A Deeper Dive Into ESG ETF Portfolios

August 31, 2017

Like Betterment, Wealthfront leans hard on Vanguard for that magic combo of cost and liquidity. The end result is a surprisingly similar portfolio, with a slightly lower all-in expense average (0.0784% vs. 0.1189%), but also a slightly worse starting point from an ESG perspective (5.09 vs 5.40).

The question is, is it possible to really move the needle here with the existing ETFs in the marketplace? The short answer is yes.

Here’s a crack at the same allocations from Matt’s portfolio, but instead of focusing on cost, it focuses “only” on the ESG rating for the desired exposures:

 

ETF.com's Super ESG Portfolio

Exposure Allocation Ticker Name Expense
Ratio %
ESG
Score
SIS % SRI
Exclusion
%
MSCI ESG Score
U.S. Equity 40% SUSA iShares MSCI USA ESG Select ETF 50 8.1991 9.05 5.22 8.73
Developed Markets 30% ESGD iShares MSCI EAFE ESG Optimized ETF 40 7.4391 8.02 10.26 8.05
Emerging Markets 5% ESGE  iShares MSCI EM ESG Optimized ETF 45 5.7248 5.06 1.85 5.91
Fixed Income 15% SCHZ Schwab US Aggregate Bond ETF 4 6.2283 0.91 2.40 6.00
REITS 5% SCHH Schwab U.S. REIT ETF 7 4.0355 9.83 0 4.27
Commodities 5% COMB GraniteShares Bloomberg Commodity Broad Strategy No K-1 ETF 25       6.89
        36.45 7.30 7.27 5.91  

 

Here we’ve leaned hard not on super-cheap Vanguard or Schwab, but on a slew of newfangled ESG launches from BlackRock, the iShares ESG series. You can’t do better than either of the two Schwab products for your real estate and bond exposure, so we’ve left those intact.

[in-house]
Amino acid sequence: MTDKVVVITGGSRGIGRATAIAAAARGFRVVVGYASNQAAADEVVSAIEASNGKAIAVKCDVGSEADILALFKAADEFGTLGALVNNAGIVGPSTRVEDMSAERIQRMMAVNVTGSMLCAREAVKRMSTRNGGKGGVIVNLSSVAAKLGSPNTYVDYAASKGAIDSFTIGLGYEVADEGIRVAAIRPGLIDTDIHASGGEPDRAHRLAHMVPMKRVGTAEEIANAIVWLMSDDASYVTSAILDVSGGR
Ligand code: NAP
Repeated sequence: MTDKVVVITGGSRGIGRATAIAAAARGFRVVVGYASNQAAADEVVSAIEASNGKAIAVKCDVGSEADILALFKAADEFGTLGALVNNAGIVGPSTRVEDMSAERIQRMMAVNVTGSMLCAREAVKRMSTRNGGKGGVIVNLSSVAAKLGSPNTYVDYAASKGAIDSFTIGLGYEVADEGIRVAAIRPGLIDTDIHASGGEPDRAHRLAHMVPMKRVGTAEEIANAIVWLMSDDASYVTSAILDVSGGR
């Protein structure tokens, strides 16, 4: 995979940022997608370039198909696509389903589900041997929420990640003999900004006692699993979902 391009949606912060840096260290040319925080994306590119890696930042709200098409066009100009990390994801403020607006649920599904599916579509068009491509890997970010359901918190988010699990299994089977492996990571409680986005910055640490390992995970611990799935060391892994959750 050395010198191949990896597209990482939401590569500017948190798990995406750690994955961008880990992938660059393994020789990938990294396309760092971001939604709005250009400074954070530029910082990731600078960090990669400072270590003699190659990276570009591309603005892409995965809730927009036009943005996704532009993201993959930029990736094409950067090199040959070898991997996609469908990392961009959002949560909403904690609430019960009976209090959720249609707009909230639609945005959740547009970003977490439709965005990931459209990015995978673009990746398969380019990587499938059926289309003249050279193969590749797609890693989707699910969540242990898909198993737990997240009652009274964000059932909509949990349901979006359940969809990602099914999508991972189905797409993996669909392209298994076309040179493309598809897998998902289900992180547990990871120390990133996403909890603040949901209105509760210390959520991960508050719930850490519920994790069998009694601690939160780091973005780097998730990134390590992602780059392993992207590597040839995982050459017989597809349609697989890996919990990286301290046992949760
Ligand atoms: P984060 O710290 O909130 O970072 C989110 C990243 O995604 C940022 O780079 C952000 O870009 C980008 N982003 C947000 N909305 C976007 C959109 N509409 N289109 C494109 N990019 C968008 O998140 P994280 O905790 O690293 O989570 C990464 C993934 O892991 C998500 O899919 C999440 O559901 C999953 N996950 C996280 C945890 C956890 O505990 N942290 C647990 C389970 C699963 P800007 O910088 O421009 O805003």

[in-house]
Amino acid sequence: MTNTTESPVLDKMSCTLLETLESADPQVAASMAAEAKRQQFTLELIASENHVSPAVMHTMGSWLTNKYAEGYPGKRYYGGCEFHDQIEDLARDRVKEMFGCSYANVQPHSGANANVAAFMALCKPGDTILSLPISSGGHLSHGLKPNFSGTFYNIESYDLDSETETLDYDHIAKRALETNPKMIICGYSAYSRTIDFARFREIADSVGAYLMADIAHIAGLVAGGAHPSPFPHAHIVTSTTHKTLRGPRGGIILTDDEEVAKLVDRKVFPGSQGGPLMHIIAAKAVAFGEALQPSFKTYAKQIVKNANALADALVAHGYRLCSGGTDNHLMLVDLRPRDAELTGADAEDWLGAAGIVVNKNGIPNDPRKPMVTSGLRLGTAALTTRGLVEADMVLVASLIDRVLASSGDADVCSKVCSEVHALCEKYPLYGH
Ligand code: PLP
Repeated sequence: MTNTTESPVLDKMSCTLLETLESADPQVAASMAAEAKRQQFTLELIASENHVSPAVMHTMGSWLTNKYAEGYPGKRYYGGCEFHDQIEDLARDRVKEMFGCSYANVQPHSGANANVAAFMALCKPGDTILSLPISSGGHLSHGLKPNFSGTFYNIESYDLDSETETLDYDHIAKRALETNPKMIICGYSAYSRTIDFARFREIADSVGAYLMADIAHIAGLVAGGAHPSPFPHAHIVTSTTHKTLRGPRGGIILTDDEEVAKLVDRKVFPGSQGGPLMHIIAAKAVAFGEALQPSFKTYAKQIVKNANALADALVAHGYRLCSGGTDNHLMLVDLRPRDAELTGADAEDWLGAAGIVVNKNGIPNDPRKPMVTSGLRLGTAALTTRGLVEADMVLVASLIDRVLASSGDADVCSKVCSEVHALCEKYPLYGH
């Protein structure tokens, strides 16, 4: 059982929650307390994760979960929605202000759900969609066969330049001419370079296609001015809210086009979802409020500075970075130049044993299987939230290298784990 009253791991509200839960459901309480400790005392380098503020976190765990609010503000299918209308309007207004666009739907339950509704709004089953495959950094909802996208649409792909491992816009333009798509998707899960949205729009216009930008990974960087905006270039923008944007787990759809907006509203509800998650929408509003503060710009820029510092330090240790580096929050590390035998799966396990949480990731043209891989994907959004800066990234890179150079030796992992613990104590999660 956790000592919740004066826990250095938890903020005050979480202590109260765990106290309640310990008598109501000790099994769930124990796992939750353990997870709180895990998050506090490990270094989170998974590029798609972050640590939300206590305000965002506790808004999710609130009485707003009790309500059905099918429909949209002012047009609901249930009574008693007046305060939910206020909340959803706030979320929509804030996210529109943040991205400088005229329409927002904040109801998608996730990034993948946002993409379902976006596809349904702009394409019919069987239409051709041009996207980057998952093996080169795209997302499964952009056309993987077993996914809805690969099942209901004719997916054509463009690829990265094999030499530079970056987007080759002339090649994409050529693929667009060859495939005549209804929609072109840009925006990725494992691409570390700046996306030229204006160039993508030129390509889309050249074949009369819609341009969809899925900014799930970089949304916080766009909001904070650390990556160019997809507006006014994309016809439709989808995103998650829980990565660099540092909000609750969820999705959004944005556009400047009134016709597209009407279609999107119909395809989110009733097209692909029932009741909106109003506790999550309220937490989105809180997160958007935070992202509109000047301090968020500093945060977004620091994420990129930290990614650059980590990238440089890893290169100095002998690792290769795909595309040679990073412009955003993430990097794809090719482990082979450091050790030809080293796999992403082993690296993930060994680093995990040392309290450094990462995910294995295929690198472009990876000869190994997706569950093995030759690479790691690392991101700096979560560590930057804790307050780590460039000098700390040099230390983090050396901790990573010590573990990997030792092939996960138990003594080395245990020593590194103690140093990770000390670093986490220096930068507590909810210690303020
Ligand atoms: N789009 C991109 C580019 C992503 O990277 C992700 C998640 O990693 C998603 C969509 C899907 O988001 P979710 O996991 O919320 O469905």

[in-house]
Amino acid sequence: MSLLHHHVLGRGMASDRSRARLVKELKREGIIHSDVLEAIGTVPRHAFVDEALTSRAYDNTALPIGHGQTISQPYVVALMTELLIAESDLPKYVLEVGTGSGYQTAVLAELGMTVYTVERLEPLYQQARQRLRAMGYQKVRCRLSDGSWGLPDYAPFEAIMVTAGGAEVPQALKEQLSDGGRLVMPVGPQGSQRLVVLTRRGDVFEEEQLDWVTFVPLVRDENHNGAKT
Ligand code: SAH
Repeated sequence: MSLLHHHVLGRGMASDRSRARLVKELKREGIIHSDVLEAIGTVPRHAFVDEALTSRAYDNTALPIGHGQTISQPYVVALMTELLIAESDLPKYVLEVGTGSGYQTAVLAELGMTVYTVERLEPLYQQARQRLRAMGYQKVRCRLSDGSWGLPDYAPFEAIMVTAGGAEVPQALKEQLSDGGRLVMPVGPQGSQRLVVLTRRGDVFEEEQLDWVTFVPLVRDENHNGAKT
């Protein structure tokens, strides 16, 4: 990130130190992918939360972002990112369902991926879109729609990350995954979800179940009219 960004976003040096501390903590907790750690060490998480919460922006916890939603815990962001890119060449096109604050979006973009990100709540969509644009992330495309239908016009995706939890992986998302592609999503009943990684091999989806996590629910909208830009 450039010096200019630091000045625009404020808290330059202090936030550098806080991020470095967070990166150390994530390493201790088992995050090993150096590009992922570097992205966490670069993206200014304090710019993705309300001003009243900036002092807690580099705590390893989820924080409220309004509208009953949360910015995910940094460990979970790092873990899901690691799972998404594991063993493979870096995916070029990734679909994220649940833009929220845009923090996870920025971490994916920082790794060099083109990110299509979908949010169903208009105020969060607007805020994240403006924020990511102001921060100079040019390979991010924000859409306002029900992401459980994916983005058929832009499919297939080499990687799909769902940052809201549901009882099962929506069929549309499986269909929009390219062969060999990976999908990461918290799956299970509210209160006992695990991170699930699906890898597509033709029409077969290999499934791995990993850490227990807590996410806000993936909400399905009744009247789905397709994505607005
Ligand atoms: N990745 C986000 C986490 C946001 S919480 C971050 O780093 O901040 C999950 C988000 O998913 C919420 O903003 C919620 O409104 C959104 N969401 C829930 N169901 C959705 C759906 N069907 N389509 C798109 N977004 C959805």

The impacts are significant. The overall rating of the portfolio climbs from the 5s up to 7.3, making it as ESG friendly as dedicated individual funds in the space. The “good stock” percentage climbs to 7.27% and the “bad stock” percentage gets under 6%.

But it comes at a real cost. The expense of this portfolio gets pretty pricey indeed. While 0.36% still seems like a deal when compared to some actively managed mutual funds charging over 1%, there is no getting over the fact that this feel-good portfolio costs six times more than Matt’s super-cheap version.

The other thing worth noting is that you can do better, depending on what’s important to you.

 

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